Melania Trump is not in Davos today. She was planning to go — her office had already announced that she would be there to “support the president” as he hobnobs with the global elites at the World Economic Forum. But the first lady is staying in Washington for what her office opaquely calls “scheduling and logistical reasons.” What happened?
Well, one thing that happened was the disclosure that Donald Trump’s lawyer arranged a $130,000 payment to a porn star, reportedly to keep quiet about her decade-ago affair with Trump.
In the swirl of news over the last week, Melania’s defection — which was announced on the couple’s 13th wedding anniversary — didn’t get much public attention. (Yahoo News White House correspondent Hunter Walker asked the White House how the Trumps celebrated, but got no answer.) To the many rules that Mrs. Trump’s husband has rewritten in the past two years, add one more — that the public will always care how a politician’s wife reacts to news of his infidelities.
Until Trump changed everything, the public was insatiably interested in what the wronged spouse thinks. When Bill Clinton was accused of Oval Office dalliances, for instance, Hillary Clinton at first became his fiercest defender, blaming the charges on a “vast right wing conspiracy.” She also became the subject of endless speculation about whether she would stay in the marriage or leave. The photo of the couple walking forlornly toward the presidential helicopter, with Chelsea between them holding each of their hands, ran with countless stories about the tense state of their marriage.
When John Edwards was found to have fathered a child out of wedlock, attention also focused on his wife. Some publications were reluctant to cover the story at first, in part out of respect for Elizabeth Edwards, who was fighting cancer at the time. At first Elizabeth defended her husband, but then she announced she was separating from him.
Ditto for Eliot Spitzer’s payments to prostitutes, when much of the coverage centered on why we expect wronged women, like his wife, Silda, to stand publicly — and clearly miserably — by their husband’s side. Or Anthony Weiner’s lewd texting, when as much ink and energy was dedicated to why his wife, Huma Abedin, stayed with him (she did eventually file for divorce last year) and what price she would pay in her own career for his behavior.
The meme of the wronged wife, and the public’s outrage on her behalf, became an entrenched part of popular culture. The TV show “The Good Wife” rode it for seven seasons. In the musical “Hamilton,” the title character’s admission that he had an affair leads to brief glee from his political opponents, which abruptly ends with the words “his poor wife.” That segues into a wrenching solo, and the rest of the show focuses more on her anger and eventual forgiveness than it does on the political price he paid.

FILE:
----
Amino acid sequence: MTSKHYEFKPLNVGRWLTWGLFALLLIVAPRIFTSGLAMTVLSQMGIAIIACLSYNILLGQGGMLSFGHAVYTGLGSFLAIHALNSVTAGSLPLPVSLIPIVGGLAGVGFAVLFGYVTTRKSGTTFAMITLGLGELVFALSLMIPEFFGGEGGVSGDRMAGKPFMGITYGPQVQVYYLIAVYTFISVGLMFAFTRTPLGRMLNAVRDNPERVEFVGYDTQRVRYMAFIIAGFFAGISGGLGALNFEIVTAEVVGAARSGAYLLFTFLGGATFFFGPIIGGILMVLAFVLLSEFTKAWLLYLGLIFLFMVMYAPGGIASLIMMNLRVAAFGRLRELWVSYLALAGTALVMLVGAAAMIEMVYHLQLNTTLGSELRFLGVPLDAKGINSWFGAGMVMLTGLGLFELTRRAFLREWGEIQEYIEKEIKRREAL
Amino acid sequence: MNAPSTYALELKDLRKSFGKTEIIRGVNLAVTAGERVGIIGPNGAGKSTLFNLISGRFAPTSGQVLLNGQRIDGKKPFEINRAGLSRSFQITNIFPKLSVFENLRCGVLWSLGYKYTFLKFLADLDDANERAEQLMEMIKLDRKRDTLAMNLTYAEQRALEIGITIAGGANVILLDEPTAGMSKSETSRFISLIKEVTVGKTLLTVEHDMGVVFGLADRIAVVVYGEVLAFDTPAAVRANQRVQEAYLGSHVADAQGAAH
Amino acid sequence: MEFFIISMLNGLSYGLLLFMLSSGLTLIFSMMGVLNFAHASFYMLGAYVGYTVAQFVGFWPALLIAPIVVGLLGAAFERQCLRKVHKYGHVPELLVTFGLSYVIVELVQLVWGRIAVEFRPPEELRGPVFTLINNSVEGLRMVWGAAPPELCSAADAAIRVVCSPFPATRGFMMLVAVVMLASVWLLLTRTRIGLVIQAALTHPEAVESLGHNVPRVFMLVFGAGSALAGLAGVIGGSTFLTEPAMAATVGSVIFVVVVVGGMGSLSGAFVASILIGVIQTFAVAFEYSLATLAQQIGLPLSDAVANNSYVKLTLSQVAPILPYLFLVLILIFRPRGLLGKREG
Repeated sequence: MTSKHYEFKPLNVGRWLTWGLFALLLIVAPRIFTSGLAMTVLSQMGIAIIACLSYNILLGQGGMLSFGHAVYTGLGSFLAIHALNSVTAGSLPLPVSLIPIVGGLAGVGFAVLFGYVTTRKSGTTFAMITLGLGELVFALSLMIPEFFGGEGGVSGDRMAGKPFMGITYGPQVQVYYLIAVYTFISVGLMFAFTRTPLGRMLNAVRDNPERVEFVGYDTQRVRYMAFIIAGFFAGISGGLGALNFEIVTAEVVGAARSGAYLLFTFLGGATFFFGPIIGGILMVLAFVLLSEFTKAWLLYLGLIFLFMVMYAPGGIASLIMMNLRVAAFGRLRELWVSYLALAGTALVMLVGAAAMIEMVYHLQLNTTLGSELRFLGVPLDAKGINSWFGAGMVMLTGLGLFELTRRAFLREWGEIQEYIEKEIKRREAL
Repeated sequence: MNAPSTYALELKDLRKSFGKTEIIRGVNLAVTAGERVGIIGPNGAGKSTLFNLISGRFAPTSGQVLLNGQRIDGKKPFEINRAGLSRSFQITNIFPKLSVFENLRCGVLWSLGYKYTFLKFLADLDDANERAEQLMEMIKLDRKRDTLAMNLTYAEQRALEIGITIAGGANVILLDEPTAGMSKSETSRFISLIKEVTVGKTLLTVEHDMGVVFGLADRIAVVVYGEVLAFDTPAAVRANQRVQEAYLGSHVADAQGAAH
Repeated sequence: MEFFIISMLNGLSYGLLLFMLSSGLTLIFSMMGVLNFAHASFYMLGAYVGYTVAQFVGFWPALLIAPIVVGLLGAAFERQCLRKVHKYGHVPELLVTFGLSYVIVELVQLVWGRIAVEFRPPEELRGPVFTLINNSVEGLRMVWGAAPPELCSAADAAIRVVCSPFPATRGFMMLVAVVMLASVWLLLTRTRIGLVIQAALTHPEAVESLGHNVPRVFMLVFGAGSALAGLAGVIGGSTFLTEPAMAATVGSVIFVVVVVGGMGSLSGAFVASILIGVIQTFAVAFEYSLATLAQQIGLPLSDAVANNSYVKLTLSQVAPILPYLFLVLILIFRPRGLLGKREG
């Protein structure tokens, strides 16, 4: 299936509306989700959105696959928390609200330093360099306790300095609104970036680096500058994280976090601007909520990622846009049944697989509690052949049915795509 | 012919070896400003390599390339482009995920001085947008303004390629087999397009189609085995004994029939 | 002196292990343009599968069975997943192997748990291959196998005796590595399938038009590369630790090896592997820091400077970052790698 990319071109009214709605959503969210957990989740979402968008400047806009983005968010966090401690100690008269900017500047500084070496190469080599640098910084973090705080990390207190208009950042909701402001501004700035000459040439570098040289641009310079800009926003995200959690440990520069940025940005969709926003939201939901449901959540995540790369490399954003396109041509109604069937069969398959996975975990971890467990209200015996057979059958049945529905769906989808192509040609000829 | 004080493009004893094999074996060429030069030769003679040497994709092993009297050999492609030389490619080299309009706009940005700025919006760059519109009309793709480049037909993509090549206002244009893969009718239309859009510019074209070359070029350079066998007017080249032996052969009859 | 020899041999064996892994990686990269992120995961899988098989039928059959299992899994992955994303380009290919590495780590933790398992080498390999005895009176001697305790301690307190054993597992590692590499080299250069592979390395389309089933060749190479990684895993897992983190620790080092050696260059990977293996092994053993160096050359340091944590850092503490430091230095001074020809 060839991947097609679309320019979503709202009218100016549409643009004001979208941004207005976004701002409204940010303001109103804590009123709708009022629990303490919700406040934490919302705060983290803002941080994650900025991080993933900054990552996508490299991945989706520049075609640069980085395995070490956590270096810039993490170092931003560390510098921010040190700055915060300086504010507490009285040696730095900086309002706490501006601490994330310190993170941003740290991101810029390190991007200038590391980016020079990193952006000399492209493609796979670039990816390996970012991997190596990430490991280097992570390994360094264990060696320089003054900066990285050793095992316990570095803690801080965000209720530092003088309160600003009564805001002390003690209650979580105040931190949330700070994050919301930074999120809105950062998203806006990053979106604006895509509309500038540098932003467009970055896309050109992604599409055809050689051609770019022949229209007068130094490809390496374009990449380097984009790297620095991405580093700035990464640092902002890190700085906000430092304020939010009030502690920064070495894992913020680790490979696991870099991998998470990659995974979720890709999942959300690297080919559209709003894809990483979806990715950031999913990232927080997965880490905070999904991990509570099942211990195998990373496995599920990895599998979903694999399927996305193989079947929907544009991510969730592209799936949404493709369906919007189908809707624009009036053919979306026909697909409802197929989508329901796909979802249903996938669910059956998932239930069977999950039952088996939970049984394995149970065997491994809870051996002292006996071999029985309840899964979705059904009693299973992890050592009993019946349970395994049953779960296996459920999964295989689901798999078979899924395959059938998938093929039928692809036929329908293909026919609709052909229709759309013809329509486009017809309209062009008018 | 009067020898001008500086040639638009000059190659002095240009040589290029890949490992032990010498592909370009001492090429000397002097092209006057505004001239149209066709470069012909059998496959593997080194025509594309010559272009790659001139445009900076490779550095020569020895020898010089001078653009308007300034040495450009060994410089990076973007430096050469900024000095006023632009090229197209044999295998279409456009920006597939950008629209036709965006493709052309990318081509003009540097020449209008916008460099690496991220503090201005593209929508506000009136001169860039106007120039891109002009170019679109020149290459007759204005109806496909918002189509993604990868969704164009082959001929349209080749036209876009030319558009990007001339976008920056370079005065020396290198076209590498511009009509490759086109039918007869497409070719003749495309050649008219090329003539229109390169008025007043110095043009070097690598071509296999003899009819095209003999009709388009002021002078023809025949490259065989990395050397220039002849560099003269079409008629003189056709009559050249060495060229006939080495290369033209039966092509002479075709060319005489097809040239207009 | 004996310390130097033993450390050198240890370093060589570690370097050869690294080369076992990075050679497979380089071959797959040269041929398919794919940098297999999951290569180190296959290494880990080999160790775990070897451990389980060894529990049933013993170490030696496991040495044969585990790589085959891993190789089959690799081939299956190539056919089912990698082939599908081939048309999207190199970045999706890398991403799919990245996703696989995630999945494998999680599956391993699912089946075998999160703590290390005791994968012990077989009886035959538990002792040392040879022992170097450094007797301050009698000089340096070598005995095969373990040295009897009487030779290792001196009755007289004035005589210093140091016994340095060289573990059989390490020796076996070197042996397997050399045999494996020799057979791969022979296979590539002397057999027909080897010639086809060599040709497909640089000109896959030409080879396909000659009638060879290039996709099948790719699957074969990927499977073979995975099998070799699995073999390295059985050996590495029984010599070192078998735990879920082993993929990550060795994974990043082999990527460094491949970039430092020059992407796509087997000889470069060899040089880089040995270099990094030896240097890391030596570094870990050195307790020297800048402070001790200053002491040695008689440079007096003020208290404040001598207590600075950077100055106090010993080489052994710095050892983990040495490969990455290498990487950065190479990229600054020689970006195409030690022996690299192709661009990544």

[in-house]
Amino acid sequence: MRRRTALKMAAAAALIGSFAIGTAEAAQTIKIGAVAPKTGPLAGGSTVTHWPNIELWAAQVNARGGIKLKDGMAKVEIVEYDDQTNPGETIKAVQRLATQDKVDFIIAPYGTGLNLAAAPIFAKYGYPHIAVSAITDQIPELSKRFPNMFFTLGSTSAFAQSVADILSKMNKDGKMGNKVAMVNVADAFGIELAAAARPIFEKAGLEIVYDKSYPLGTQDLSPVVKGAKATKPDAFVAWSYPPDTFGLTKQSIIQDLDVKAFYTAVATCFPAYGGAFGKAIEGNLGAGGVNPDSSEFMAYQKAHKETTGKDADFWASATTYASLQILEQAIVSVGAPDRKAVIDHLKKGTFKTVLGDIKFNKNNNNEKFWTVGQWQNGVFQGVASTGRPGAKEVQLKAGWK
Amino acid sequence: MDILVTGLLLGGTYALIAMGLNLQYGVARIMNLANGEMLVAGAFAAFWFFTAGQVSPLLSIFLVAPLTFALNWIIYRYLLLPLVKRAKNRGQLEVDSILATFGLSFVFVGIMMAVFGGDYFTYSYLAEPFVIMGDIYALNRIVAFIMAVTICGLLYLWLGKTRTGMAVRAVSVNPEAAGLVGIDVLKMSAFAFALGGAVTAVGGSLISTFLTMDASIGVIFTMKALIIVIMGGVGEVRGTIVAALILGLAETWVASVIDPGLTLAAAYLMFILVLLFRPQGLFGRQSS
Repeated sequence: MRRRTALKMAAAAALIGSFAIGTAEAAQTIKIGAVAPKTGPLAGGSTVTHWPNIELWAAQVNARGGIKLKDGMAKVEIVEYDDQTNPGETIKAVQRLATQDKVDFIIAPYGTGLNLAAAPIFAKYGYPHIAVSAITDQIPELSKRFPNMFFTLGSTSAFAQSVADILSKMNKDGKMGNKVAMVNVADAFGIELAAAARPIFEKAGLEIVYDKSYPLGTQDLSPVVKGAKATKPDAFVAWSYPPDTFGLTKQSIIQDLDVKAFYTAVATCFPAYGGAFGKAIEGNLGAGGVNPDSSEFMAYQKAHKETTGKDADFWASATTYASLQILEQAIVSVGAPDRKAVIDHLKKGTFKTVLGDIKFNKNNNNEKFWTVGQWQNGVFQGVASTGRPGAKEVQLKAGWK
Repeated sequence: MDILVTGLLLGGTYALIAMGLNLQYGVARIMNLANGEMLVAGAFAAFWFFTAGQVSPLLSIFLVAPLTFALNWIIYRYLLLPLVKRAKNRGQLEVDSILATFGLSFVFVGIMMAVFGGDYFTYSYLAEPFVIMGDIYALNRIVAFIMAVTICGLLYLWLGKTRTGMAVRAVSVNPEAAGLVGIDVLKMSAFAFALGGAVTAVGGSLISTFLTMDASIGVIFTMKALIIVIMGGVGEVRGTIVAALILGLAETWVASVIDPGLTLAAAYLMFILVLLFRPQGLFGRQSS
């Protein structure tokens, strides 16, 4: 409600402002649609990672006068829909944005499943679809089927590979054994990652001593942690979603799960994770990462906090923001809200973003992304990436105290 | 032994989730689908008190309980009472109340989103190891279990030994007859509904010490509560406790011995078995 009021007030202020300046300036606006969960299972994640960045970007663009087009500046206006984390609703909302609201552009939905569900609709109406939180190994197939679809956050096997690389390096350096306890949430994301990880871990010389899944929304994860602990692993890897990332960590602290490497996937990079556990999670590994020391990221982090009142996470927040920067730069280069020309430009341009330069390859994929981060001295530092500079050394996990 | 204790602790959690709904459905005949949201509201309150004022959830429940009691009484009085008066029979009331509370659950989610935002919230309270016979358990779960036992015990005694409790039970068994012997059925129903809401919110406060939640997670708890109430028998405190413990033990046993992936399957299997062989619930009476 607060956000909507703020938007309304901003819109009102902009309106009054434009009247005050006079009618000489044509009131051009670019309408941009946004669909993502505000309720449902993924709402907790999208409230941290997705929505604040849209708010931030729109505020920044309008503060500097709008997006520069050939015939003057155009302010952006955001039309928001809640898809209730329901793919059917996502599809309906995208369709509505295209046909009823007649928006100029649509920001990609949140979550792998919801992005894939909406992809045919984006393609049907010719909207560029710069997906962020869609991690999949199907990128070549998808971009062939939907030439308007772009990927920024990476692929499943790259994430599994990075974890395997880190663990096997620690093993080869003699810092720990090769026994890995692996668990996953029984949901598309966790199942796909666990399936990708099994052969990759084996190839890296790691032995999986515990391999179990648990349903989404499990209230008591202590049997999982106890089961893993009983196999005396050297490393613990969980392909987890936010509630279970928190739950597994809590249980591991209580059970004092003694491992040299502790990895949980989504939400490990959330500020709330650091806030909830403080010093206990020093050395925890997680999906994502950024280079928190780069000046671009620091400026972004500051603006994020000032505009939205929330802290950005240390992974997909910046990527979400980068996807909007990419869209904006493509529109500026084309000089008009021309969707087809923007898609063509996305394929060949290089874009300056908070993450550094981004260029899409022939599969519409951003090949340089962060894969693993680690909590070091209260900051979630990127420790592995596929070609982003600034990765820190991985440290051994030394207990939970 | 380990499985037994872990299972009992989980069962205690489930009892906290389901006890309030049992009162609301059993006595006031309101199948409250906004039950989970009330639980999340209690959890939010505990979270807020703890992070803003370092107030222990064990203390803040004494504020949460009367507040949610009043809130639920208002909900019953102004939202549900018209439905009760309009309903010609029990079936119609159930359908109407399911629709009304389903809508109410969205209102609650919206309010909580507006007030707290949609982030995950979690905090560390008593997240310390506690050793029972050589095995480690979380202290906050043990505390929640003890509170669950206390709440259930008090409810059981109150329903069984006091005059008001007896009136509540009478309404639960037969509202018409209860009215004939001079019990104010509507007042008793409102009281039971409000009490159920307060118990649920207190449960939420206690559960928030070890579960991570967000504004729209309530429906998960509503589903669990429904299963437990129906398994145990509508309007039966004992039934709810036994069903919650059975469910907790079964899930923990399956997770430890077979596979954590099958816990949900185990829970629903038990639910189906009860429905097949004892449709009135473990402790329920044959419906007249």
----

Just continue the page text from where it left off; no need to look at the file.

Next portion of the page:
There has been, to be sure, much speculation about the Trump marriage: The way he left her behind when the couple arrived at the White House on Inauguration Day; how her smile turned to a frown during the ceremony; how she didn’t move to the White House for months, and swatted his hand away when he reached for hers on a tarmac; and, most recently, how the photo she chose to tweet on the first anniversary of his taking office was of herself not with her husband but with the military escort who accompanied her to her seat.
But the public reaction to the news that weeks before Election Day Trump’s lawyer, Michael Cohen, set up a shell corporation to pay Daniels shows the fundamental rulebook for public reaction to sex scandals no longer applies. (Cohen has denied that Trump and Daniels had an affair but has not denied the payment nor said what it was for.)
There was no “stand by your man” statement, no public display of support. While Melania did travel to Florida with her husband immediately after the allegations were first published in the Wall Street Journal, she did not attend any events with him there that weekend. The closest she came to signaling her feelings was canceling her trip to Davos, and while it appeared to speak volumes it was not accompanied by the headlines and speculation that would previously have been de rigueur in such circumstances.
Perhaps it’s because this is the second time the Trumps have been through this particular type of news cycle. In October 2016, when the “Access Hollywood” tape surfaced, Melania did a version of the traditional public wife walk, telling Anderson Cooper that Trump’s boasting about grabbing women was “boy talk, and he was led on — like, egged on — from the host to say dirty and bad stuff.”
Or perhaps it’s because this first lady is so opaque, and those who might be inclined to speculate or empathize have been given no window into how she might be feeling. Other wives weathering scandals had friends who would dish. Articles about the Clinton and Weiner marriages, for instance, were filled with anonymous quotes from friends of the couple, who served as conduits for their pain. But Melania Trump’s public-facing world seems to be only herself, her parents and her son, Barron. Who are her close friends?
Perhaps because the man who is accused of cheating on her does not seem to pay a political price for his actions and because his actions do not “stick” to him, the usual public embrace does not envelop her. Yes, polls show she is the most popular member of the Trump family, but still her approval numbers are lower than her disapproval numbers.
And so, one of the many lessons of this presidency may be this: When every day brings an accusation or misstep that might have brought down a previous president, it leads to a numbing lack of surprise that translates into lack of sympathy for his wife. With a news cycle in hyperdrive, there is neither time nor inclination to wonder what Melania is thinking.
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